18/02/2015 06:21 GMT | Updated 18/04/2015 06:59 BST

Font Makes the Headlines

Typefaces are everywhere; they're so deeply ingrained in all our lives that we barely take note of the endless fonts that surreptitiously set moods and make statements. We talked to typography artist Luke Merryweather about the art form's latest leap into the headlines.


Luke Merryweather in his studio in South East London

Photo by Luke Merryweather

A typeface is made up of a range of fonts in different weights and sizes that share a common overall design. It's almost such a ubiquitous concept that it's taken for granted, but getting it right is a work of art. If the likes of Protein and artists like Lex Wilson are anything to go by, real type is back and making the headlines.

BBC News reported just last week that divers were scouring the floor of the Thames to uncover printing blocks for a typeface called Doves Type, which has not been used for nearly a century. The blocks were thrown into the river in 1917 after a business arrangement turned sour.

Working with type in traditional ways such as Letterpress has an air of mystery around it. It's a tougher world to infiltrate and definitely not as accessible as, say, screen-printing. With the computer age, hand-printed type lost favour with design agencies and publishers, who turn towards digital type in order to meet demand. It also wasn't perceived as very cool for a while, but a few presses kept the craft alive and the letters in use.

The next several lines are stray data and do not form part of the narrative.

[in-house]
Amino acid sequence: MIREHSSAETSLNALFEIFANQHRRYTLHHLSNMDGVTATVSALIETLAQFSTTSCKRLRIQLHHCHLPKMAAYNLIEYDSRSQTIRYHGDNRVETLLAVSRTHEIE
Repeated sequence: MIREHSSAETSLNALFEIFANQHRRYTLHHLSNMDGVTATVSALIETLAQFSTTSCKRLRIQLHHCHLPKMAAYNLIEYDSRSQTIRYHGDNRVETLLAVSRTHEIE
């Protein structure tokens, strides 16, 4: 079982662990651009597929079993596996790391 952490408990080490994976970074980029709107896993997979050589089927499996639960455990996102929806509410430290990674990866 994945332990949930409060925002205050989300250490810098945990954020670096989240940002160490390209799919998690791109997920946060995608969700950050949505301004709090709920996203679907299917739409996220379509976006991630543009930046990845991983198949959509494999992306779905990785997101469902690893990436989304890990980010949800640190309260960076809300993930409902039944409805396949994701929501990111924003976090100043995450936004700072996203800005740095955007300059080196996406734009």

Now, after a couple of generations, it's back with a vengeance.

I spoke to typography artist Luke Merryweather - currently exhibiting 'Quarter Lyfe Crisis' at G-SHOCK EAST store on Brick Lane as part of the G-Shock Sessions - about some of the best fonts that are a part of all of our lives.


Luke Merryweather's current exhibition, 'Quarter Lyfe Crisis'

Photo by Dominic Davids


"This is numero uno; it's the one we Londoners see everyday on the Underground and just screams London. It was created for TfL in 1916 and was also a major influence on a later British typeface, soon to be on the cover of every Penguin book in the land - Gill Sans."


An old election poster using Gill Sans

Photo by Luke Merryweather

The Akzidenz-Grotesk family

"This German face was one of the first san-serif families. Born in the 20th Century, it's now been worked into many weights and forms but still has great simplicity. It's timeless."

Brush Script.

"This scrawly hand-written font is everywhere - builders, hair salons and chicken shops love it. It was used in the 90s for the sadly disbanded Wimbledon F.C 'Crazy Gang' supporters club, which I was a part of."

Bodoni Poster Italic

"It's a real stunner. The lowercase is all fat and squidgy with funny curls and flicks. The bigger the letters are printed the better."

Comic Sans

"I believe it was created to be a friendly interface font for early Microsoft packages, but somehow it got out. The world would be a sadder place without it!"

What's the secret of a good font?

"Bold, strong, simple. It needs to stand the test of time, so nothing too fancy."